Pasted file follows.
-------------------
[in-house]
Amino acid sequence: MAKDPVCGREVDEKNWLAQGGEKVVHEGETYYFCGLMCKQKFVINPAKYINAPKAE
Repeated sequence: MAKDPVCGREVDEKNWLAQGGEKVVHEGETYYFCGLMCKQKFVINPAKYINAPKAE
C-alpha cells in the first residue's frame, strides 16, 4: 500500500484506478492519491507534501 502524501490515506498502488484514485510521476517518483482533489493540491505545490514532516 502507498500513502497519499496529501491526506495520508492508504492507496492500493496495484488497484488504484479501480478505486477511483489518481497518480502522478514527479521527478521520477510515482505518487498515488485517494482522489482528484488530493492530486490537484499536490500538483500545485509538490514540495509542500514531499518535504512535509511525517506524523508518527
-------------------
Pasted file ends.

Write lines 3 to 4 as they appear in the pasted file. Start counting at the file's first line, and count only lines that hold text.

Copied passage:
Repeated sequence: MAKDPVCGREVDEKNWLAQGGEKVVHEGETYYFCGLMCKQKFVINPAKYINAPKAE
C-alpha cells in the first residue's frame, strides 16, 4: 500500500484506478492519491507534501 502524501490515506498502488484514485510521476517518483482533489493540491505545490514532516 502507498500513502497519499496529501491526506495520508492508504492507496492500493496495484488497484488504484479501480478505486477511483489518481497518480502522478514527479521527478521520477510515482505518487498515488485517494482522489482528484488530493492530486490537484499536490500538483500545485509538490514540495509542500514531499518535504512535509511525517506524523508518527